Equine Cushings is a syndrome that is being seen more frequently in equine practice. It is a condition of the older horse and with improved care and welfare, horses are living longer. This, with the better recognition of the symptoms, has resulted in an apparent rise in its incidence.
What is Cushings?
This is a condition in which the horse’s adrenal gland is overstimulated to produce the steroid cortisol. In the horse, this is usually due to the overproduction of ACTH, a chemical messenger produced in the pituitary gland that stimulates the adrenal. The increased ACTH production is normally a result of an adenoma (benign) type tumor in the pituitary gland.
What are the clinical signs?
The variety of symptoms may vary from case to case but the following are some of the common presentations.
- Failure to shed the coat; it becomes shaggy and long.
- Increased thirst.
- Increased frequency of urination.
- There may be a reduction in the muscle mass, especially in the croup area and the horse may develop a pot-bellied appearance.
- Appetite may be increased even though the loss of weight is apparent.
- Due to the increased production of cortisol, the immune system becomes depressed, with a consequential increase in infections, e.g. Skin infections, respiratory infections.
- The increased circulating cortisol also poses a significant risk towards the development of laminitis.
How is it diagnosed?
Your vet to rule out other conditions with similar symptoms carries out routine hematology and biochemistry blood tests and urine analysis. If these tests prove inconclusive specific blood tests are used to confirm a diagnosis. Blood cortisol levels are measured and various suppression and stimulation tests are then performed.
Can Cushing’s be treated?
Due to the nature of the condition, adenoma of the pituitary, treatment may be unsatisfactory. Various drugs have been used such as cyproheptadine, pergolide, and bromocriptine with varying results. Your vet should advise you on their usage.
In general, there are several things that should be done to improve your horse’s health.
- Greater attention to health care is important due to the increased susceptibility to infections.
- Regular worming is important as the level of parasites may be increased with the immune suppression.
- Dental care is important.
- Important that your horse is on good quality feed and nutrition.
- Body clipping may be necessary during the warmer months.
- Prolonged antibiotic courses may be required if concurrent infections are present.
- Magnesium supplementation has been recommended because it appears to be a risk factor for insulin insensitivity. The optimum Calcium: Magnesium ratio should be 2:1 in the diet.
- Complimentary therapies such as acupuncture, homeopathy and herbal medicine have also appeared to help.
In Cushing’s there is overproduction of steroids and the correction has to occur over time because the body is in a sort of imbalance, but if you think about it, in disease the body has a new balance, be that fluid balance, heat balance, energy balance, so when we introduce something new to the body these balances will all be upset. If something was done for example that stopped the adrenal gland from producing steroids the source of our Cushings problem, the body wouldn’t be able to cope with the sudden change. You might even get collapse, all the body systems would be each rushing to reach a new balance or equilibrium. So, therefore, changes have to happen slowly, in a way we try to nudge the body back to a healthier balance. This is the herbal approach that the company has taken to the correction of this problem. For example, if we get the kidneys performing better, fluid balance will be regulated, dryness we hope will be lessened in the lungs, joints mobility improve as joint fluid less dry, and so many systems benefit.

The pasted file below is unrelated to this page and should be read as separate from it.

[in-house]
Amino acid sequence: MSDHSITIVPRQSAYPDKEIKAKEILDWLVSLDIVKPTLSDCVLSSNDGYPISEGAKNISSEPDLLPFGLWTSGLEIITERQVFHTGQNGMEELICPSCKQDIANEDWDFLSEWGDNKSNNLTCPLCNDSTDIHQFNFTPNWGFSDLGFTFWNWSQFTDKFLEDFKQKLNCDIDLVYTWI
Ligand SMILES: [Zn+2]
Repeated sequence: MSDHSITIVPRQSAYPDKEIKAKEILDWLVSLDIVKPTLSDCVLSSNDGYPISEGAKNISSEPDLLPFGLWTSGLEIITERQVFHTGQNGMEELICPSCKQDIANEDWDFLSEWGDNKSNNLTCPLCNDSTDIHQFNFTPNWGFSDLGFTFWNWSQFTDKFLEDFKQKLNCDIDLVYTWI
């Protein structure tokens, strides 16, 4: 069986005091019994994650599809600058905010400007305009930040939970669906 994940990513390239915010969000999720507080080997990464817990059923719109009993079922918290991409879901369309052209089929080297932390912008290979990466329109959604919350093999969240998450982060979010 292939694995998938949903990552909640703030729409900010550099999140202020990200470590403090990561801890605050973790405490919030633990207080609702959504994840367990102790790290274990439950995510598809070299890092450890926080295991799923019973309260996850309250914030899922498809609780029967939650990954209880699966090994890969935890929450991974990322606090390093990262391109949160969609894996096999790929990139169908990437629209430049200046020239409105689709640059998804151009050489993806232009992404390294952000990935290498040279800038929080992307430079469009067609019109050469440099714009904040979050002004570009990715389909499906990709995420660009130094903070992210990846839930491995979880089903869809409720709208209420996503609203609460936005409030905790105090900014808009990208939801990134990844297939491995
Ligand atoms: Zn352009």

“Walter”(Our Cushings patient) and companion “Ali”
Last summer my aged pony was diagnosed with COPD and Cushings. Every treatment that my local vet tried failed on my pony and he grew worse. We tried him on human medication for Cushings with not one thread of improvement. Absolutely nothing eased the pony’s breathing. By mid-summer here in Florida where the heat and humidity are intense, Walter’s respiration was 104, which I understand is double the normal. He simply stood with his head hanging and his little sides heaving like bellows. Frantic and at my wit’s end I searched the net and found Dr. Coyne who not only explained what Cushings is (no one else seemed able to give me a clear description of the disease) and said that he thought he and his associate could help my pony. This was my last resort, if this didn’t work I would have to have Walter put down, he couldn’t go through another summer of suffering and so I ordered the herbs.
Walter started on the herbs in the cooler weather where he usually got some relief but as the weather grew warmer, then hot, I lived in great angst that these herbs surely couldn’t work. It is now late summer. Walter has gone through this entire season with absolute normal respiration and indeed, compared to last year at this time, it seems a miracle, I cannot describe the difference in my pony. I feel that Dr. Coyne and his associate have saved and extended my pony’s life, without a doubt. I have recommended them to a friend who also has a horse diagnosed with Cushings. She reports that his symptoms have diminished and he is doing very well on these herbs.